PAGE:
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Freddie Lutz is a curious mix of the old and the new – with a signature splash of purple.
First, consider that Lutz has lived not only in the same Arlington neighborhood for 54 years, but in the very same house, save for a few years away to attend the Rhode Island School of Design. He’s also worked in the Crystal City neighborhood just a stone’s throw from that house for about three decades.
He’s got the ”old” covered. So what’s ”new”?
While Northern Virginia holds the distinction of being of being almost radically progressive when compared to the rest of the state, it has but a single gay-identified bar/restaurant: Freddie’s Beach Bar and Restaurant.
”I grew up in this area. I’ve seen that whole area go through changes,” says Lutz of his and the restaurant’s neighborhood across Jefferson Davis Highway from Crystal City. ”People ask me why they should come out to Virginia. Because we’re a gay bar in Virginia. That’s how you make progress.”
The point is teasingly made on the venue’s Web site, where the address is listed as, ”Crystal City, VA (YES honey, VIRGINIA).”
Offering a gay, though ”straight-friendly,” venue in a state infamous for its 2006 Ballot Question No. 1, in which a majority of Virginians approved a state constitutional amendment banning anything even resembling same-sex marriage, is one way to make progress. Lutz, however, hasn’t stopped there. He served last year on the board of the Northern Virginia AIDS Ministry (NOVAM), and has served as host to fundraising efforts for the Arlington Food Assistance Center, the Arlington Gay & Lesbian Alliance, Food & Friends, The Mautner Project, Transsexual Symposium Inc. and Whitman-Walker Clinic.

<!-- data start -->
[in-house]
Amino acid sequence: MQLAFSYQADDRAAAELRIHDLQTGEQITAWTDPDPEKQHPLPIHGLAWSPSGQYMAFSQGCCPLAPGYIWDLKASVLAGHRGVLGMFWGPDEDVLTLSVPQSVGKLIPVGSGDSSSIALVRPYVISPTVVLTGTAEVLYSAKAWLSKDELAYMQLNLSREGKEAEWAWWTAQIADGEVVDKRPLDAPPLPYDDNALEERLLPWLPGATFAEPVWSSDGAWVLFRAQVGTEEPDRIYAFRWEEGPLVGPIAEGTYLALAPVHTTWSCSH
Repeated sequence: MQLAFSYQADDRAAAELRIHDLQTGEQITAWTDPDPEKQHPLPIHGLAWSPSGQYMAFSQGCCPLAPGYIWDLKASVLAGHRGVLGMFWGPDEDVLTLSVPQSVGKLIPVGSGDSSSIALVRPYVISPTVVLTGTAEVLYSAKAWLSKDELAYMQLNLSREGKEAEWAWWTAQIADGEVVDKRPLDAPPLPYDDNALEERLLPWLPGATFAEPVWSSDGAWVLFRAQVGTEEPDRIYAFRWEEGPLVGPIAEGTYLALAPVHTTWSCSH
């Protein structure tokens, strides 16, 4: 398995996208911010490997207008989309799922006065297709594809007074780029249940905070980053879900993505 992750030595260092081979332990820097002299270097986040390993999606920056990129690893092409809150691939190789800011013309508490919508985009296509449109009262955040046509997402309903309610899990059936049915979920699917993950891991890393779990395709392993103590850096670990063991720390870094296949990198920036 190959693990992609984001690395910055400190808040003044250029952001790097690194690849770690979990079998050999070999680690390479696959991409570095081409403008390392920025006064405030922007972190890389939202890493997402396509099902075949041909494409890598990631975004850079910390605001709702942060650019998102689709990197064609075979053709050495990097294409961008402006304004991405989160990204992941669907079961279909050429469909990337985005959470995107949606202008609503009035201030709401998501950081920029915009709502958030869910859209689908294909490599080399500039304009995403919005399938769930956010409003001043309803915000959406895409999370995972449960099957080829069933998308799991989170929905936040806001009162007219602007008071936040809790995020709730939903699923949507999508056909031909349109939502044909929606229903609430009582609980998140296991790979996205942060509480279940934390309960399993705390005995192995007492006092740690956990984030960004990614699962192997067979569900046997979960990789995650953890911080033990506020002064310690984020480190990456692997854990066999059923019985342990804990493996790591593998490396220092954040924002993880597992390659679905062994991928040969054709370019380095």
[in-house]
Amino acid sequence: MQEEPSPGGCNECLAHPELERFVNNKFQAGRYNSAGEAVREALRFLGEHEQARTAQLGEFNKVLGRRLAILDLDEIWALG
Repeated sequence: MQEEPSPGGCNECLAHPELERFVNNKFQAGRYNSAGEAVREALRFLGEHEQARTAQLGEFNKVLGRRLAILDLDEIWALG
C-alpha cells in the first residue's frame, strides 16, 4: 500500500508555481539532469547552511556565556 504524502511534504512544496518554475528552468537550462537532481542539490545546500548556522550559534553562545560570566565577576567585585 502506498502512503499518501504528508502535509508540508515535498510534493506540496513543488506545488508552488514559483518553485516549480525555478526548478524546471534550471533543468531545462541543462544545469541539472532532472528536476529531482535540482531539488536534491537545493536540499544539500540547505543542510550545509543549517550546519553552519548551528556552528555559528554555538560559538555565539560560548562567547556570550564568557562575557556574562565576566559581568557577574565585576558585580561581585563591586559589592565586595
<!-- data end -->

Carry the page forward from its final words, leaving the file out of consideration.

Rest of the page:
One need only step into Freddie’s Beach Bar and Restaurant to get a sense of the community that’s gone hand in hand with Lutz’s success. His mix of patrons is usually a mix of ethnicities and ages representing each of the letters in the GLBT acronym. And you can bet one of them will be wielding a karaoke microphone.
”I’ve been pretty well respected in the neighborhood,” Lutz says of his long-time standing, making him a Crystal City stalwart. ”That helped in positioning a gay bar in the neighborhood. And we’re ‘straight-friendly,’ so everybody can join in. We get a nice crowd.”
Lutz says he’s hoping that crowd is as excited as he is about a summer menu he’ll be unveiling later this month. He seems more excited, however, about being named a Capital Pride Hero.
”It took me completely by surprise. I didn’t even know I was nominated. I’m honored.”
Lutz says he and the rest of his Freddie’s gang will put that excitement on display in float form June 14 at the Capital Pride Parade.
”It’ll be a big one. We tend, at the last minute, to do something over the top.”
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